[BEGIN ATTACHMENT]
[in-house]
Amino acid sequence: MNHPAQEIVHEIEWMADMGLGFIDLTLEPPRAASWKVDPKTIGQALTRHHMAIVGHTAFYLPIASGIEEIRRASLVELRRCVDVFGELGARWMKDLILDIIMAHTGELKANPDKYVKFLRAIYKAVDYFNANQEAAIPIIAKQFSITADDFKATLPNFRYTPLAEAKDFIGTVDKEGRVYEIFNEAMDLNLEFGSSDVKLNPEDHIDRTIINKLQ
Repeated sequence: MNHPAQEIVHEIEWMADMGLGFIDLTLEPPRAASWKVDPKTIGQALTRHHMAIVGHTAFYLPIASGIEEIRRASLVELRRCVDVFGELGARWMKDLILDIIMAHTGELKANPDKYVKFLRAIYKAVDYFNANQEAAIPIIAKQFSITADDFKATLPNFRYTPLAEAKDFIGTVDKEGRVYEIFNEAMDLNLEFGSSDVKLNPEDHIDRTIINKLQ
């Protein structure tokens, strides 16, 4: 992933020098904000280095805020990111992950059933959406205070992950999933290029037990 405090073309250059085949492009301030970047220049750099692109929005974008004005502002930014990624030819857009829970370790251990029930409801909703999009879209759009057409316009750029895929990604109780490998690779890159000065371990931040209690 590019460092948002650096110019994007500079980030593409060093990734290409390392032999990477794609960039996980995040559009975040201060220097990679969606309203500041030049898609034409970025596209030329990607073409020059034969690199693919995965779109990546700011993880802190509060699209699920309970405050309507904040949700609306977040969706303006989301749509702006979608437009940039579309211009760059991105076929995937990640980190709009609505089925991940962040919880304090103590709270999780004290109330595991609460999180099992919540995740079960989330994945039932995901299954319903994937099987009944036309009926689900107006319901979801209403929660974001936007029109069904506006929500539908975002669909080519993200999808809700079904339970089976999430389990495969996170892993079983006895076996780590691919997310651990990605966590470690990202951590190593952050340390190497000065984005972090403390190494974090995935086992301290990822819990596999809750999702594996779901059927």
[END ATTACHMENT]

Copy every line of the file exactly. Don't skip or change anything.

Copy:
[in-house]
Amino acid sequence: MNHPAQEIVHEIEWMADMGLGFIDLTLEPPRAASWKVDPKTIGQALTRHHMAIVGHTAFYLPIASGIEEIRRASLVELRRCVDVFGELGARWMKDLILDIIMAHTGELKANPDKYVKFLRAIYKAVDYFNANQEAAIPIIAKQFSITADDFKATLPNFRYTPLAEAKDFIGTVDKEGRVYEIFNEAMDLNLEFGSSDVKLNPEDHIDRTIINKLQ
Repeated sequence: MNHPAQEIVHEIEWMADMGLGFIDLTLEPPRAASWKVDPKTIGQALTRHHMAIVGHTAFYLPIASGIEEIRRASLVELRRCVDVFGELGARWMKDLILDIIMAHTGELKANPDKYVKFLRAIYKAVDYFNANQEAAIPIIAKQFSITADDFKATLPNFRYTPLAEAKDFIGTVDKEGRVYEIFNEAMDLNLEFGSSDVKLNPEDHIDRTIINKLQ
């Protein structure tokens, strides 16, 4: 992933020098904000280095805020990111992950059933959406205070992950999933290029037990 405090073309250059085949492009301030970047220049750099692109929005974008004005502002930014990624030819857009829970370790251990029930409801909703999009879209759009057409316009750029895929990604109780490998690779890159000065371990931040209690 590019460092948002650096110019994007500079980030593409060093990734290409390392032999990477794609960039996980995040559009975040201060220097990679969606309203500041030049898609034409970025596209030329990607073409020059034969690199693919995965779109990546700011993880802190509060699209699920309970405050309507904040949700609306977040969706303006989301749509702006979608437009940039579309211009760059991105076929995937990640980190709009609505089925991940962040919880304090103590709270999780004290109330595991609460999180099992919540995740079960989330994945039932995901299954319903994937099987009944036309009926689900107006319901979801209403929660974001936007029109069904506006929500539908975002669909080519993200999808809700079904339970089976999430389990495969996170892993079983006895076996780590691919997310651990990605966590470690990202951590190593952050340390190497000065984005972090403390190494974090995935086992301290990822819990596999809750999702594996779901059927």